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November 09, 1994 - Image 4

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The Michigan Daily, 1994-11-09

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4 - The Michigan Daily - Wednesday, November 9, 1994

cI je £idi~wu &zilg

! L e [0 ± ! g 1Ie f1 :

'Woe is us.'

420 Maynard
Ann Arbor, MI 48109
Edited and managed by students at
the University of Michigan

Jessie Halladay
Editor in Chief
Samuel Goodstein
Flint Wainess

- the Daily editorial staff

Editorial Page Editors
Unless otherwise noted, unsigned editorials reflect the opinion of a majority of the Daily's editorial board. All
other articles, letters, and cartoons do not necessarily reflect the opinion of The Michigan Daily.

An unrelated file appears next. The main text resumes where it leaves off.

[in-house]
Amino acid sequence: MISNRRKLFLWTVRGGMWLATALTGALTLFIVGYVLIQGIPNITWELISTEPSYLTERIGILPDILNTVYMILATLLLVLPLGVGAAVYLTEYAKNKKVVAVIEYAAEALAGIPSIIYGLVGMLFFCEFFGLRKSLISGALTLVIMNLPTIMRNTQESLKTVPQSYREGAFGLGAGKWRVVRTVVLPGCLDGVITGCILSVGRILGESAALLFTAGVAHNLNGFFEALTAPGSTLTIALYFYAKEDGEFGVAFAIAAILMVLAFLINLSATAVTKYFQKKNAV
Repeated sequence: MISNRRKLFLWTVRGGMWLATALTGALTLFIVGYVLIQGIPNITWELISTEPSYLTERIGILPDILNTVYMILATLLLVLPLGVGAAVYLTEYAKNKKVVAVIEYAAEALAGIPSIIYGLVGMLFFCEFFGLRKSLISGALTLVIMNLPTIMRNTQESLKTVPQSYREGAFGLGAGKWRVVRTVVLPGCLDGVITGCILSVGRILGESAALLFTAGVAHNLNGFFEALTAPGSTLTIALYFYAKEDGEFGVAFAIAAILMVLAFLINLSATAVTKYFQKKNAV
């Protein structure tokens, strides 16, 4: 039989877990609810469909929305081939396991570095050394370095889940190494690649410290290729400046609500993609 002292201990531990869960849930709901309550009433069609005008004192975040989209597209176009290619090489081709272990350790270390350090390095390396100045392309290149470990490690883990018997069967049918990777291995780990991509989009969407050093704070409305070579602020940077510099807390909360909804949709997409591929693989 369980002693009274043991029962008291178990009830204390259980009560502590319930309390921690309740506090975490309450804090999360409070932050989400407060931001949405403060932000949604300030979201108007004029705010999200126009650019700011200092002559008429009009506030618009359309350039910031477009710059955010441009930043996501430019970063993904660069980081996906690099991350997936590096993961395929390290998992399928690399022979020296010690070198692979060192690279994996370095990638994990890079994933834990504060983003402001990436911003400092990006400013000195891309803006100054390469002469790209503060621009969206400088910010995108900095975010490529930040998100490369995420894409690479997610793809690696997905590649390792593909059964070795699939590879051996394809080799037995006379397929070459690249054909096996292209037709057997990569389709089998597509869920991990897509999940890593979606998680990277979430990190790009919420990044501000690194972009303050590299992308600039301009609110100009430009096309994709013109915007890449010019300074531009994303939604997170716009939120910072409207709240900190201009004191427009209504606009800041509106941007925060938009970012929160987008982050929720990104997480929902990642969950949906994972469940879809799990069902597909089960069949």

A time to heal
Regents need to come together after campaign

A divisive, partisan and altogether ugly
Board of Regents race has come to an
end. Mirroring national trends, the reelection
campaign of Regent James Waters took apage
from the smear playbook - as he sent out a
partially misleading checklist put out by a
right-wing group about the views of Republi-
can candidates Andrea Fischer and Dan
Horning. ThelistnotedthatFischer was against
teacher tenure, failing to mention that she has
stated she fully supports tenure at the Univer-
sity level. And it dealt with many issues that
have no bearing on how well a regent will
perform. The fact is, the Board of Regents has
no control over gun legislation or abortion
rights, and candidates need not delineate their
stands on those issues.
More conspicuously, the Democratic-con-
trolled Board of Regents finally got around to
changing its conflict of interest bylaw. The
action occurred in the middle of the campaign,
directly affecting Andrea Fischer, who works
for a law firm that handles many University
suits. Potential problems were avoided when
Fischer promised she would fully abide by the